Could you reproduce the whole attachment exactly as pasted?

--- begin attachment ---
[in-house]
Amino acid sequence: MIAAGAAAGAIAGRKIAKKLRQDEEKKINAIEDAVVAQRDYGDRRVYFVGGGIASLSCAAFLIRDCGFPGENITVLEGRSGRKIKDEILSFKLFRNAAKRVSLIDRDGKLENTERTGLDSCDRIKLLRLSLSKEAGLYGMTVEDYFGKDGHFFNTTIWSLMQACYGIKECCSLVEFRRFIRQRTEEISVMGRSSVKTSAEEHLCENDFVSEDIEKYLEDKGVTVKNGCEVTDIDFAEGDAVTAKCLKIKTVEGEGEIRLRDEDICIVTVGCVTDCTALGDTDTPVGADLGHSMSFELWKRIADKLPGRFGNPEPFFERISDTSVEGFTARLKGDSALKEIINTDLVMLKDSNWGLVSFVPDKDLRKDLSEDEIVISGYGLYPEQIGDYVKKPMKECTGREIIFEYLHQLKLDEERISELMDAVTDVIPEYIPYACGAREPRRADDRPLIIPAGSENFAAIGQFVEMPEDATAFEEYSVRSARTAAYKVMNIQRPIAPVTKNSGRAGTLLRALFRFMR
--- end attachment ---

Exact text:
[in-house]
Amino acid sequence: MIAAGAAAGAIAGRKIAKKLRQDEEKKINAIEDAVVAQRDYGDRRVYFVGGGIASLSCAAFLIRDCGFPGENITVLEGRSGRKIKDEILSFKLFRNAAKRVSLIDRDGKLENTERTGLDSCDRIKLLRLSLSKEAGLYGMTVEDYFGKDGHFFNTTIWSLMQACYGIKECCSLVEFRRFIRQRTEEISVMGRSSVKTSAEEHLCENDFVSEDIEKYLEDKGVTVKNGCEVTDIDFAEGDAVTAKCLKIKTVEGEGEIRLRDEDICIVTVGCVTDCTALGDTDTPVGADLGHSMSFELWKRIADKLPGRFGNPEPFFERISDTSVEGFTARLKGDSALKEIINTDLVMLKDSNWGLVSFVPDKDLRKDLSEDEIVISGYGLYPEQIGDYVKKPMKECTGREIIFEYLHQLKLDEERISELMDAVTDVIPEYIPYACGAREPRRADDRPLIIPAGSENFAAIGQFVEMPEDATAFEEYSVRSARTAAYKVMNIQRPIAPVTKNSGRAGTLLRALFRFMR